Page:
Friday, November 21, 2014

A Family Tragedy - "Shock, Confusion, Grief"

Montgomery County Courthouse/Photo by Carl Hessler Jr.

     Prosecutors called it "a bloody massacre."
     The March 5, 2011, brutal murders of 70-year-old Joseph C. McAndrew, his wife, 64-year-old Susan C. McAndrew, and their son, 23-year-old James McAndrew, in the family's Holstein Road home in Upper Merion stunned the local community. The arrest of the couple's other son, Joseph Jr., sent additional shockwaves through the community.
Convicted killer Joseph McAndrew Jr./Photo by Carl Hessler Jr.
     "He snuffed out the lives of three people who were wonderful people who were having great impacts in their community and that's the tragedy of what occurred," Montgomery County First Assistant District Attorney Kevin R. Steele said this week when Joseph McAndrew Jr., 27, was sentenced to three consecutive life prison terms after he was found guilty but mentally ill of three counts of first-degree murder.
     "The family is devastated by what happened. The far-reaching impacts of what occurred are unimaginable," Steele added, referring to the grief suffered by the victims' relatives.
     That grief, that loss, was palpatable in the courtroom when Steele, with a sorrowful tone in his voice, read to Judge Gary S. Silow a heart-wrenching letter written by the killer's half-sisters, who are the daughters of the elder, slain McAndrew. You could have heard a pin drop in the courtroom as deep sadness flowed from the pages of the victim impact statement and was soaked in by all who listened. One could not help but be moved by the revealing, candid words.

Montco First Asst. DA Kevin Steele & co-prosecutor Kathleen McLaughlin
Excerpts of the McAndrew family's victim impact statement appeared in daily newspaper accounts about the sentencing hearing. However, because of limited space in daily papers, the entirety of the statement could not be included in the typical news accounts. So I am sharing the poignant statement, as read in open court to Judge Silow, to provide readers with a better understanding of the confusion and anguish suffered by those in the wake of such an unimaginable tragedy.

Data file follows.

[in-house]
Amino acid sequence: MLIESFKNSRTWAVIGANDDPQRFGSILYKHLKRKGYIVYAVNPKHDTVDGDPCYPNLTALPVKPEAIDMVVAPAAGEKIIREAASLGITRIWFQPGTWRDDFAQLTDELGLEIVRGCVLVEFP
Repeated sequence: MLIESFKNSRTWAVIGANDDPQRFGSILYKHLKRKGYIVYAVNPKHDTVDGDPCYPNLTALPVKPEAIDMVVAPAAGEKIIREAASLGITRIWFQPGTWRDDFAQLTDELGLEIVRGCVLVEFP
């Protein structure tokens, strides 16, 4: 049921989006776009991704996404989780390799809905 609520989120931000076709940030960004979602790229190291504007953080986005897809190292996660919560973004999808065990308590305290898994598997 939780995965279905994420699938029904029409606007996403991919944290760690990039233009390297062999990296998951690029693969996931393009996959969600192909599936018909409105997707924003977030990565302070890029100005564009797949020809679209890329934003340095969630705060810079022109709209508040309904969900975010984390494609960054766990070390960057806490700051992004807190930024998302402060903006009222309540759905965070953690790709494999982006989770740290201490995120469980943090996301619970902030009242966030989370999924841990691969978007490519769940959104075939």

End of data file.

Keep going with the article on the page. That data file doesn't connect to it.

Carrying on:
Honorable Judge Silow:

This statement is being made on behalf of Joseph McAndrew Sr.'s daughters and their husbands.

There are no words that can adequately describe the full impact of the horrific actions that took place during the evening of March 5, 2011. Those actions abruptly altered the path of our lives forever. The past three and half years have been filled with shock, confusion, disbelief, grief, depression, anger and anxiety. Everything we thought we understood in our lives, had to be reexamined. Simple things in life became great challenges, for example:
  • being able to go alone into the basement at night
  • having dinner in a restaurant and not anxiously be watching the door to make sure the defendant isn't entering
  • focusing on the blessings in life, when all you want to do is cry
We had to rebuild our confidence in the things that most people take for granted everyday; all while trying to deal with and accept the loss of our dearest loved ones, Joe Sr., Sue, and Jimmy. We know life is not easy, but no family should have to go on the path we have encountered and will continue to encounter.